A report released by the U.S. Energy Information Administration in 2012 says that electricity has doubled in use over the last 30 years, from 2,200 trillion Btu of electricity in 1979 to 4,421 Btu in 2012 in commercial buildings in North America. Commercial buildings that use the most electricity include office spaces, education buildings, warehouse and storage and mercantile buildings. Space heating is cited as the primary user of electricity in the buildings.
Using eco-equipment that automatically shuts off overnight, on weekends, and on holidays is an can reduce usage dramatically. Or try motion sensor lighting in areas that aren’t occupied most of the time. There are several eco-friendly companies popping up that offer automatic shut-off plug-ins and lighting systems. By making these small changes it can also save companies money on their wasted electricity bills, not to mention it will reduce the number of carbon credits in the upcoming cap and trade arrangement.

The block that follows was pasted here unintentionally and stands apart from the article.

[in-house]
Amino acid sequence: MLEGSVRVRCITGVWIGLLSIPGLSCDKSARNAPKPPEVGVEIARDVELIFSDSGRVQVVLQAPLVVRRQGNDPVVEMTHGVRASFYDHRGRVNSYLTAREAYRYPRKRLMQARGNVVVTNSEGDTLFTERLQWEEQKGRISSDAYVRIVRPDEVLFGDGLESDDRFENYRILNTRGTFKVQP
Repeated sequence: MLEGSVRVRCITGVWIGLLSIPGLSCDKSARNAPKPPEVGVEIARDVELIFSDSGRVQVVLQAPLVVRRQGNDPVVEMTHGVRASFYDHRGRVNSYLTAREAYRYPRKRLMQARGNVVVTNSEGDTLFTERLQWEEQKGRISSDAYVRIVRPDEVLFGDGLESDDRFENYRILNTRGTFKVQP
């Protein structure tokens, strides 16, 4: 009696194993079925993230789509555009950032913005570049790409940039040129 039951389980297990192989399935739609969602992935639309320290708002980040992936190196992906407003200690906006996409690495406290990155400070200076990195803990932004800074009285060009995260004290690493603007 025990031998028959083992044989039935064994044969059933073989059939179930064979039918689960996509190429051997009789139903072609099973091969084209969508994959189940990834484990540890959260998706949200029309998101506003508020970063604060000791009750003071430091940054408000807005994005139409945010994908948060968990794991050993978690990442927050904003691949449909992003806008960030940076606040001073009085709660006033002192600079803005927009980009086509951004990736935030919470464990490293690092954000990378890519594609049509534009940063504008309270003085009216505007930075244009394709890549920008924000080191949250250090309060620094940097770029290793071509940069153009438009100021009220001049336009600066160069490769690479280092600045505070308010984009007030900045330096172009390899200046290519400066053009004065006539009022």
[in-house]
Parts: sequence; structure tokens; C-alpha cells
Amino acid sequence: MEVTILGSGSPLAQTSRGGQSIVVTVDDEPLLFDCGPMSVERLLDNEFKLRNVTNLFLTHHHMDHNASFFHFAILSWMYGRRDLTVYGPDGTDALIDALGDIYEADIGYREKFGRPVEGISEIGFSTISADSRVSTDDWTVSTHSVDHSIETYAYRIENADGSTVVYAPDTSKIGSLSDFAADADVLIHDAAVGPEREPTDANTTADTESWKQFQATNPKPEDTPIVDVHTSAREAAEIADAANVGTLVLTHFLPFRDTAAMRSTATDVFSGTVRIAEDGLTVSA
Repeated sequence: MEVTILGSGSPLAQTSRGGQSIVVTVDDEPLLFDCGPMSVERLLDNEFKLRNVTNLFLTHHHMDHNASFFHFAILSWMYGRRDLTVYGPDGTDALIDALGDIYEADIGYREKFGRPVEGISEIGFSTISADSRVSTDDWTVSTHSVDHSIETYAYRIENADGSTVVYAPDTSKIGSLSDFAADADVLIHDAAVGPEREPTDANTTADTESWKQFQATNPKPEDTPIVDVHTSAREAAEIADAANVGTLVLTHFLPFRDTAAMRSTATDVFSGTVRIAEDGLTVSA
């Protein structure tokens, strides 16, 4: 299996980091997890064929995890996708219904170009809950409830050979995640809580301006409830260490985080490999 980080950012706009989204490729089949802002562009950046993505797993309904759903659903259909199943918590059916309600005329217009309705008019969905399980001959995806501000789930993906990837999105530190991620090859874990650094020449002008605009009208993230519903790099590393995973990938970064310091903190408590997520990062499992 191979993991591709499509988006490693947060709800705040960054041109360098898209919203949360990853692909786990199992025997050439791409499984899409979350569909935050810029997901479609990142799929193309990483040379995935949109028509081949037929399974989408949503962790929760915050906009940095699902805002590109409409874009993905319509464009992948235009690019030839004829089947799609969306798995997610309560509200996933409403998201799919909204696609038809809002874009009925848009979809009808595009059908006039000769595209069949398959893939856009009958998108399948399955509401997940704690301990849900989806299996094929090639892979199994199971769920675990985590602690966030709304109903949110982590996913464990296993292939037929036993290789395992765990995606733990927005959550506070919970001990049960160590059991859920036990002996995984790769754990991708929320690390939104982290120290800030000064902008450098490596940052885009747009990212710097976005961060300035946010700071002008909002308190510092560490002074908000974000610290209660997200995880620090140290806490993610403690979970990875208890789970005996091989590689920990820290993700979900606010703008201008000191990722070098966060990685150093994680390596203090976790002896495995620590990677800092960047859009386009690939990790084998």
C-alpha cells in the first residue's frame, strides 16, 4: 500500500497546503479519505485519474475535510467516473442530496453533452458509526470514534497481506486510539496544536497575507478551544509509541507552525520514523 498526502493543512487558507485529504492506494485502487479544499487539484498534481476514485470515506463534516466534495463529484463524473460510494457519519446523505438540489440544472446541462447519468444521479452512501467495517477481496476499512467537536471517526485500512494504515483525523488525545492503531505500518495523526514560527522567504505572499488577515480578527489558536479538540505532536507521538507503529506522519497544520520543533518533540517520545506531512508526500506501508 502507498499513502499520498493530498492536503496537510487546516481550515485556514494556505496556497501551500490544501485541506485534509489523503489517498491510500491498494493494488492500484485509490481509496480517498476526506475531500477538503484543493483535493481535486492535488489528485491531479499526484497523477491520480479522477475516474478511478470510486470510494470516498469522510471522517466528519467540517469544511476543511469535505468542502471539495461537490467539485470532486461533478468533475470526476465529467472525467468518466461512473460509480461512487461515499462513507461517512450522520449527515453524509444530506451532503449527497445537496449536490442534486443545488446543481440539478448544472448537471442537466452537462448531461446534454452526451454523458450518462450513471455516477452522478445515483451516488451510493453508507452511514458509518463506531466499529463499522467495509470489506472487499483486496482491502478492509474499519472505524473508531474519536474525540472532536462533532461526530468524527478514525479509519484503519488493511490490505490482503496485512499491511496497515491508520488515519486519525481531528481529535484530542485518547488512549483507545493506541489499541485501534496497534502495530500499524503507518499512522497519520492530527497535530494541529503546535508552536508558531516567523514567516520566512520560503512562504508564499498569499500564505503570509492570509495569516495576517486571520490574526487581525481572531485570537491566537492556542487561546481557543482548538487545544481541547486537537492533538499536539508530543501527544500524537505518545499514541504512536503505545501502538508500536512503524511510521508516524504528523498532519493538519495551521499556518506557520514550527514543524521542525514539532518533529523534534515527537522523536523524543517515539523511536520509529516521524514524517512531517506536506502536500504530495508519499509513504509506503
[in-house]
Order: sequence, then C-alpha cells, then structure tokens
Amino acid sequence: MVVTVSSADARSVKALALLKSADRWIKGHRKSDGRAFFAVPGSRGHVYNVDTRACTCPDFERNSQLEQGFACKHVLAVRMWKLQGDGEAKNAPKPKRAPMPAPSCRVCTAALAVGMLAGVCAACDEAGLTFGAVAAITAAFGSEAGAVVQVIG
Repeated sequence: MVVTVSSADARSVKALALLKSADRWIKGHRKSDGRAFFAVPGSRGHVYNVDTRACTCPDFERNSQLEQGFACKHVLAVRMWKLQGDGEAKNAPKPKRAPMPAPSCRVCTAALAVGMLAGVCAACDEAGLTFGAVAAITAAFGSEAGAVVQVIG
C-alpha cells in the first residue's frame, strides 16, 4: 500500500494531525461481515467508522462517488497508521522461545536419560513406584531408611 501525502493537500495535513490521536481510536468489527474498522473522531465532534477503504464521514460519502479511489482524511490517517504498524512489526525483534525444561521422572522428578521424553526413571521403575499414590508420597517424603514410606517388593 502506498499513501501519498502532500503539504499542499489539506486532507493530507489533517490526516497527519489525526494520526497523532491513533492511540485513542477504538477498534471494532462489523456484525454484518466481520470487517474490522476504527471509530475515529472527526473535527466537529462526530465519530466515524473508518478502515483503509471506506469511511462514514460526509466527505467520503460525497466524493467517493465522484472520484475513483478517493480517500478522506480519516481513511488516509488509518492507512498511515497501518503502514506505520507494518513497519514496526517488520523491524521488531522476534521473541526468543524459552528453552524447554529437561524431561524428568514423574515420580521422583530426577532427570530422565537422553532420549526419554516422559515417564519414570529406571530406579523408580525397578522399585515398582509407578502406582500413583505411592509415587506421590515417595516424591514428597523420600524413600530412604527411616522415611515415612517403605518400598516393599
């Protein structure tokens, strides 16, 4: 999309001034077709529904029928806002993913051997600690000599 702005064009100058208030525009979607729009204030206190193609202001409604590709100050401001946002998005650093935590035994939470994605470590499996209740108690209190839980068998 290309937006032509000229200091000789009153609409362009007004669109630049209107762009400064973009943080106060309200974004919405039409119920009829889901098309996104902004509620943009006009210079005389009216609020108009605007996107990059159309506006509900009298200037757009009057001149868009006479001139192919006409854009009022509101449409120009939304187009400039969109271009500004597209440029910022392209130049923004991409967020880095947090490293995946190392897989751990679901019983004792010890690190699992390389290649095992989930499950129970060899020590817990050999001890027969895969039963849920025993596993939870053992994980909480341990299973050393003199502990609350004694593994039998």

Employing green standards in the construction of the building can help eliminate the need to make changes later. LEED Green buildings and other certification systems are expensive initially, but have substantial savings over time in energy savings and water savings. Solar and geothermal energy usage are common forms of renewable energy that eradicate the need for electricity, helping the planet and your pockets.